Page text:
JAN. 11, 2019


T he C oast News - I nland E dition

Inland residents overcome physical odds for Carlsbad Half Marathon By Steve Horn

REGION — When runners toe the line at the TriCity Medical Center Carlsbad Full And Half Marathon on Jan. 20, a “lucky 13” of them will do so in the aftermath of defying the physical odds. Two of them are North County residents. Those two, Vista’s Christine Anderson, 33, and Escondido’s David Zumaya, 55, have both trained as part of a group of 13 participants under the banner of the TriCity Medical Center’s Lucky 13 program. According to the website for Lucky 13, trainees in the program must have “overcome significant health challenges” as a participation prerequisite. Anderson, according to her Lucky 13 team biography, formerly suffered from ailments such as bipolar disorder, ulcerative colitis, and a torn ACL. This put a damper in her plans to train for a half-marathon and convert herself into a consistent

long-distance runner. But training for the Carlsbad Half Marathon, she says, has proved beneficial physically and mentally and jump-started her running goals. “The most rewarding thing is gaining confidence as a runner,” said Anderson, who added that she did a run-walk of a half-marathon in March last year, but this time around she has a goal of running the whole enchilada between a time of 2:30 and 2:40. “It's been amazing to see how my body has naturally adapted to longer and longer distances (during training). I'm excited to continue with this newfound skill and passion, and to continue to use it to manage my bipolar depression.” Anderson says training is still sometimes difficult due to continuing to grapple with bipolar disorder, but that running helps to lift her out of the rut of depression. “I love that I can be feeling depressed, and running

CHRISTINE ANDERSON, of Vista, and Escondido’s David Zumaya are part of Tri-City’s Lucky 13 program. Courtesy photos

will pull me out of it every time, even if only for an hour or so,” Anderson said. “That brief window of joy gives me hope when I'm depressed. It reminds me that the world is still a pretty wonderful place, and I won't always feel in despair. I also really enjoy being out in nature. I feel more grounded and centered when I come back from a run because of the sensory experience out in nature.” Zumaya, for his part, recently had a knee surgery which halted him from most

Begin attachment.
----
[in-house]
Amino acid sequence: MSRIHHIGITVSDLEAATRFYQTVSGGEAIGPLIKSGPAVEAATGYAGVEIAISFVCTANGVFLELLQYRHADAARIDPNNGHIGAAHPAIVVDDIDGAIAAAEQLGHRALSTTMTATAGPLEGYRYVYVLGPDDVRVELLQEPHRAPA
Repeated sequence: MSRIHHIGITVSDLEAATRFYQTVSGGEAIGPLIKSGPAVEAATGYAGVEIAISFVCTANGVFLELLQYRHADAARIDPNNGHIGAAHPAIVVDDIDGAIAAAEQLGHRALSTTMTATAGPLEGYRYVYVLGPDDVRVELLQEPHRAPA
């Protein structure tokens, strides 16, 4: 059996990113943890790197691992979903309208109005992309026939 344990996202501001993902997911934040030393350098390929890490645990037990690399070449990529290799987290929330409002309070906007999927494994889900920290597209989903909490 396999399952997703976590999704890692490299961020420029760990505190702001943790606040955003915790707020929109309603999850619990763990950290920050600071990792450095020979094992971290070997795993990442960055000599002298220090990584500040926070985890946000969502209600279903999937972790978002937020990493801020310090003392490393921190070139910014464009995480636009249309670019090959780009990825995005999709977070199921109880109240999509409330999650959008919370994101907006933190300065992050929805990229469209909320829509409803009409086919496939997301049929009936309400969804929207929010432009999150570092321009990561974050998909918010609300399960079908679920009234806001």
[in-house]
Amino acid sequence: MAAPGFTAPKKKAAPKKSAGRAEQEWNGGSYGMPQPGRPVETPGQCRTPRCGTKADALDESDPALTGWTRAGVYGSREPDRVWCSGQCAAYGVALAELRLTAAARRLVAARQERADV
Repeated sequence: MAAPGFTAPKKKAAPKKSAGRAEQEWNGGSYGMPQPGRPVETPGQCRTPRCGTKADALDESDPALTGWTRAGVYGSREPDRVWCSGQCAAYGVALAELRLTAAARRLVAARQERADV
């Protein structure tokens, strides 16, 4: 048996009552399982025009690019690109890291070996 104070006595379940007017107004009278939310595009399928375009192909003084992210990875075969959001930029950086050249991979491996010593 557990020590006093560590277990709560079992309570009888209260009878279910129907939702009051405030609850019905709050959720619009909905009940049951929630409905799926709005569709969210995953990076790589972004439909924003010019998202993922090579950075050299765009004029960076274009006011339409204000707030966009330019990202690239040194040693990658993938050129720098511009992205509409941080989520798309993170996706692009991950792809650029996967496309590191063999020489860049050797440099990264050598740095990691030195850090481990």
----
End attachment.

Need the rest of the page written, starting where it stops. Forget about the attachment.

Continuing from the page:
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physical exertion, and he gained 50 pounds as a result. His biography for Lucky 13 details that he recently went on disability leave from work due to suffering simultaneously from both severe chest pain and stress. That, combined with his mother’s passing away from Alzheimer’s disease, created a perfect storm and led to persistent bouts of depression for Zumaya. But training as part of the Lucky 13 crew has helped lift him out of the

abyss, he said. “Training for the Carlsbad Half Marathon has been very rewarding [and so has] doing it together with a positive support group of people, from fellow Lucky 13 members and to our great coaches,” Zumaya said. “Training at Tri-City Wellness Center has been maybe the best thing about training. I enjoy walking and jogging in North County, but this gym has everything we need. Doing a well-balanced training program with Lucky 13 has help reduce pain and injury. Swimming at the Wellness Center has really help to balance my training for the half marathon.” His goal for the race, Zumaya said, is just to finish and to walk the course. Initially he set a goal of under three hours, but his body spoke to him and had different plans. “I am listening to my body and it’s telling me to stay with walking the half